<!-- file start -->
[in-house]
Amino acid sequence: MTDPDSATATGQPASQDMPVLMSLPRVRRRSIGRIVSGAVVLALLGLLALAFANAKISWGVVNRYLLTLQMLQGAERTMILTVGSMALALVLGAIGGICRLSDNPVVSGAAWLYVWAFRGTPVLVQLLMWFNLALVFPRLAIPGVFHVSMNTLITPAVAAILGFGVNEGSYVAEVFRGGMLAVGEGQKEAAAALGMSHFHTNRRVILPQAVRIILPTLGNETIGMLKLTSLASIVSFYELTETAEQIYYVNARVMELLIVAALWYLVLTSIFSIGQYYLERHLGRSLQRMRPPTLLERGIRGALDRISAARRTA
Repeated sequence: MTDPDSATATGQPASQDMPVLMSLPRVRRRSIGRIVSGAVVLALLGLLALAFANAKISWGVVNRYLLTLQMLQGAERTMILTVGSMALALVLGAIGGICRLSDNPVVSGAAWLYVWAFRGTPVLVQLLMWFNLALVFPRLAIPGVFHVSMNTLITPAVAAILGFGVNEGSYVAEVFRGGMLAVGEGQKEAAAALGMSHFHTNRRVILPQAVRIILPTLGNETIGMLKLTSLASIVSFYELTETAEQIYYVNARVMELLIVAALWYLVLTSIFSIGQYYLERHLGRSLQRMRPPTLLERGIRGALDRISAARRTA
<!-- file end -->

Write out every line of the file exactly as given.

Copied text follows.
[in-house]
Amino acid sequence: MTDPDSATATGQPASQDMPVLMSLPRVRRRSIGRIVSGAVVLALLGLLALAFANAKISWGVVNRYLLTLQMLQGAERTMILTVGSMALALVLGAIGGICRLSDNPVVSGAAWLYVWAFRGTPVLVQLLMWFNLALVFPRLAIPGVFHVSMNTLITPAVAAILGFGVNEGSYVAEVFRGGMLAVGEGQKEAAAALGMSHFHTNRRVILPQAVRIILPTLGNETIGMLKLTSLASIVSFYELTETAEQIYYVNARVMELLIVAALWYLVLTSIFSIGQYYLERHLGRSLQRMRPPTLLERGIRGALDRISAARRTA
Repeated sequence: MTDPDSATATGQPASQDMPVLMSLPRVRRRSIGRIVSGAVVLALLGLLALAFANAKISWGVVNRYLLTLQMLQGAERTMILTVGSMALALVLGAIGGICRLSDNPVVSGAAWLYVWAFRGTPVLVQLLMWFNLALVFPRLAIPGVFHVSMNTLITPAVAAILGFGVNEGSYVAEVFRGGMLAVGEGQKEAAAALGMSHFHTNRRVILPQAVRIILPTLGNETIGMLKLTSLASIVSFYELTETAEQIYYVNARVMELLIVAALWYLVLTSIFSIGQYYLERHLGRSLQRMRPPTLLERGIRGALDRISAARRTA